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The Importance Of Being Earnest

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In "The Importance of Being Earnest" by Oscar Wilde, humor functions through the use of Characterization and the social satire of the Victorian period. Characterization is the method an author uses to reveal or describe characters and their various personalities. Satire is a literary tone used to ridicule or make fun of human vice or weakness, often with the intent of correcting, or changing, the subject of the satirical attack. These two comical devices are part of the nature of humor, which is the concept that a person's flaws are funny. An example is if a person was to stand on stage and one was to point out their physical and physiological flaws in front of a big crowd. Of course everyone in the crowd would be laughing because that is the nature of humor. This is what the whole play, "The Importance of Being Earnest" is based around. The play also works perfectly on how it is setup in the beginning and brought through to become a very funny play in the end.

Oscar Wilde's use of Characterization is primarily shown through the character Lady Bracknell. Lady Bracknell is a very stubborn character who is a little overprotective of her daughter Gwendolen. Lady Bracknell's character is significantly exposed when she is questioning Jack before he is allowed by her to engage Gwendolen, "I feel bound to tell you that you are not down on my list of eligible young men...however, I am quite ready to enter your name, should your answers be what a really affectionate mother requires." (Pg. 12) By using the characterization of Lady Bracknell, Oscar Wilde creates a larger comedic affect in the play.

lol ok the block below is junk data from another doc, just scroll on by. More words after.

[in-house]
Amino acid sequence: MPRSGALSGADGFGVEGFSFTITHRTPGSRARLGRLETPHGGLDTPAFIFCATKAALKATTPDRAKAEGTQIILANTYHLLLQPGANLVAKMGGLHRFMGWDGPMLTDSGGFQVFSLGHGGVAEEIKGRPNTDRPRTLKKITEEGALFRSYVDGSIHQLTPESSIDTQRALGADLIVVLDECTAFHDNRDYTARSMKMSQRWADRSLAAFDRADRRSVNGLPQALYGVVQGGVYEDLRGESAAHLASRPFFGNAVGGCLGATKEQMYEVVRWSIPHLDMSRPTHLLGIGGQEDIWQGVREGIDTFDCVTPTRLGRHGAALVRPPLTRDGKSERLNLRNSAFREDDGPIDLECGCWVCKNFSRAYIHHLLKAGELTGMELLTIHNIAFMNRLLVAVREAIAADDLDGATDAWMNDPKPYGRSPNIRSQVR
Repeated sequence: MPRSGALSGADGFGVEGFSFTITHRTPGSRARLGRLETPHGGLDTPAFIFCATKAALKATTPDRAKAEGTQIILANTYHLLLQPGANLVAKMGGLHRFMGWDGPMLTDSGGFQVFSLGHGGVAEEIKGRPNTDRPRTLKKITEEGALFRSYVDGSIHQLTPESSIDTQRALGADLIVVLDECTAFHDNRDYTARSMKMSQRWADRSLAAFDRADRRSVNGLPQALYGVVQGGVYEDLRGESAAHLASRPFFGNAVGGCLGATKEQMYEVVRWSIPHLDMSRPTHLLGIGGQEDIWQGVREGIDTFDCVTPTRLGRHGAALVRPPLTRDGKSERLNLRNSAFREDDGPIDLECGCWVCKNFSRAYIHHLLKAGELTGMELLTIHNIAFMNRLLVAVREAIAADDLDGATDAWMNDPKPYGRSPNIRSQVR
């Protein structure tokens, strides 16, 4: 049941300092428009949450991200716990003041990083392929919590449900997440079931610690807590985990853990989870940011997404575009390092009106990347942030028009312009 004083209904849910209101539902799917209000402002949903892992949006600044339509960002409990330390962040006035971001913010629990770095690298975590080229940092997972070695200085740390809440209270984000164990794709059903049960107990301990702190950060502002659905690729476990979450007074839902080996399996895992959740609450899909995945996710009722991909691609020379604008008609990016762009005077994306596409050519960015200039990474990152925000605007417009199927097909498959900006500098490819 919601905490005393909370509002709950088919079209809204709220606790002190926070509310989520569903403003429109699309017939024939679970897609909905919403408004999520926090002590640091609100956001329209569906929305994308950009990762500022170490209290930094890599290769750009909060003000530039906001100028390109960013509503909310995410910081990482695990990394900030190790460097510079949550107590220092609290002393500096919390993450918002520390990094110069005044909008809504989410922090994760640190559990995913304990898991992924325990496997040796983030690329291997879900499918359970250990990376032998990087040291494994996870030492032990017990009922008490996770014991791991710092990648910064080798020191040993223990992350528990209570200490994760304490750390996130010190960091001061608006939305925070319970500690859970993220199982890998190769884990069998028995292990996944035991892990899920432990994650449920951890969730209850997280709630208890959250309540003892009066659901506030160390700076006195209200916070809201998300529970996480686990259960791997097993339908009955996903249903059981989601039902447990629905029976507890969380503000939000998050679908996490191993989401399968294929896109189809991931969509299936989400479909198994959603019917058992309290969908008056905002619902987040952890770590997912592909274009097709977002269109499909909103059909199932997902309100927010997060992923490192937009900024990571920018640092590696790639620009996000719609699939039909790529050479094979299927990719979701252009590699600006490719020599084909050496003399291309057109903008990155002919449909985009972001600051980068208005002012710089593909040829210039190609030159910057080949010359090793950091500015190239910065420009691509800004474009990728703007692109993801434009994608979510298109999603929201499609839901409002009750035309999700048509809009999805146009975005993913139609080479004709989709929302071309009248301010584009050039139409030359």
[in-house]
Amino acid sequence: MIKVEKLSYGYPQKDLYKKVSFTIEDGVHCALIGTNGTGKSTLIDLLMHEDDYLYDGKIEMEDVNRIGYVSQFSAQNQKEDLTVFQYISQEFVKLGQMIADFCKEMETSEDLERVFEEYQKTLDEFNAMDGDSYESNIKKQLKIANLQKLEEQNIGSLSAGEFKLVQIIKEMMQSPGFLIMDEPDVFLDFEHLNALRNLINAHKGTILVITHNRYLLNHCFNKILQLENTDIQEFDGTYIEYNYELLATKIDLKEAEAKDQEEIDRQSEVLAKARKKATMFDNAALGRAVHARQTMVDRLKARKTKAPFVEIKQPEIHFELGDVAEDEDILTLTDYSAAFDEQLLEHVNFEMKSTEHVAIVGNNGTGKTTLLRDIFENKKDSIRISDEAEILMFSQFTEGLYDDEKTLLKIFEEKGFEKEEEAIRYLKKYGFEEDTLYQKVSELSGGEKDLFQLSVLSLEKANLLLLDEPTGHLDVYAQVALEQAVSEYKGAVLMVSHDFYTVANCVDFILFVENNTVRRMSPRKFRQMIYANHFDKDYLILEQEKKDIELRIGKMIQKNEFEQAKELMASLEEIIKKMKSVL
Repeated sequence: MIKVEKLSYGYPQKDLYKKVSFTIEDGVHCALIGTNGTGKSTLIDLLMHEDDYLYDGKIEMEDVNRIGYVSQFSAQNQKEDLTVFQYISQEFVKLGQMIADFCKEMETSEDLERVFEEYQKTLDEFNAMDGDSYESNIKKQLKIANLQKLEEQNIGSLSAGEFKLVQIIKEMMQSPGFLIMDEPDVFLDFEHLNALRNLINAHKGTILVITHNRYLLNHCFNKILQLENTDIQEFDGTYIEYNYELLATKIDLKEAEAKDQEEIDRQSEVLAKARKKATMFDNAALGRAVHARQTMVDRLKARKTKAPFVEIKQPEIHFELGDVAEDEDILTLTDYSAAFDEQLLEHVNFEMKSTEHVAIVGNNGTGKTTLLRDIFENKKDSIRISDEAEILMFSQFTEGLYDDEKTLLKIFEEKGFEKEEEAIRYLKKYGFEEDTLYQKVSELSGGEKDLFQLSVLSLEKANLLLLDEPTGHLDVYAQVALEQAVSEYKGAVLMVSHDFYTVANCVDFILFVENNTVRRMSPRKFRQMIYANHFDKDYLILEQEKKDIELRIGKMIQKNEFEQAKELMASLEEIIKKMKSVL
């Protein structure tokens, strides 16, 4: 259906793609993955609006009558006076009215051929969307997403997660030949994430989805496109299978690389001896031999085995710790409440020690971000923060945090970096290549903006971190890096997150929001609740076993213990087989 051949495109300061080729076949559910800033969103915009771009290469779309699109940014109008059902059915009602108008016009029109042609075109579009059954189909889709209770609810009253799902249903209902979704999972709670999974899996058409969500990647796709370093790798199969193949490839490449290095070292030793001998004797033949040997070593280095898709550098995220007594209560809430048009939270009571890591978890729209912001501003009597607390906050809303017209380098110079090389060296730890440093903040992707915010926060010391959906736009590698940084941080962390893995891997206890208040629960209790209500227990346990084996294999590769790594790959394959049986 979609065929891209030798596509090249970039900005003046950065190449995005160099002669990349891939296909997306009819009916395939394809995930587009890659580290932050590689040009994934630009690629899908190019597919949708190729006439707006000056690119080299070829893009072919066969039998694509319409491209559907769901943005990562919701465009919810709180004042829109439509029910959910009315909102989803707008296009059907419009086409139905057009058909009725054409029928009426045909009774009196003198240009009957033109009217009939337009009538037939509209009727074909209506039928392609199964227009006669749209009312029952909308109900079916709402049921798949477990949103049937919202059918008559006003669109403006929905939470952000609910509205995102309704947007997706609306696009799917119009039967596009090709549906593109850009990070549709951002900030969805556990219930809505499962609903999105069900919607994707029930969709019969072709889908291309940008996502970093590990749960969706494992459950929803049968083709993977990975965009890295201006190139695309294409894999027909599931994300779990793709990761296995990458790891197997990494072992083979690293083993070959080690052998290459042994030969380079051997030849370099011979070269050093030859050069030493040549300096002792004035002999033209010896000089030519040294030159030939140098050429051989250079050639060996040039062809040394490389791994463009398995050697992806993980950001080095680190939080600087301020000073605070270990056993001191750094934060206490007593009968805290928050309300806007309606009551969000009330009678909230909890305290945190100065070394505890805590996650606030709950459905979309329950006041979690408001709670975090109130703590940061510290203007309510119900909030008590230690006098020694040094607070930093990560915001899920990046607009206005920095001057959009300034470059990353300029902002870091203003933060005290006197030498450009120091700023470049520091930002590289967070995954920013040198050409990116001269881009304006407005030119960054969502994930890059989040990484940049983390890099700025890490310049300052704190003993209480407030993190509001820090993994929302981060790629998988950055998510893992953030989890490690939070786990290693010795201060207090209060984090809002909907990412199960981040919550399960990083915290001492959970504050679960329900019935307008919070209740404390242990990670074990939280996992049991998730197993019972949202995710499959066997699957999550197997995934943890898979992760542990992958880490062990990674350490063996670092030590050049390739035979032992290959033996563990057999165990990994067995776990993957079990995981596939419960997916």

In "The Importance of Being Earnest," Oscar Wilde uses the character Algernon to depict Satire. Algernon is a very arrogant, self-centered, and hypocritical character who puts blame on anyone but himself. The satirical affect of his character is placed blatantly on his problem of over-eating. If Algernon has eaten something that he was not supposed to, one of his servants takes him right out of trouble by making an excuse. Here Algernon is being hypocritical by telling Jack not to eat a cucumber sandwich and then



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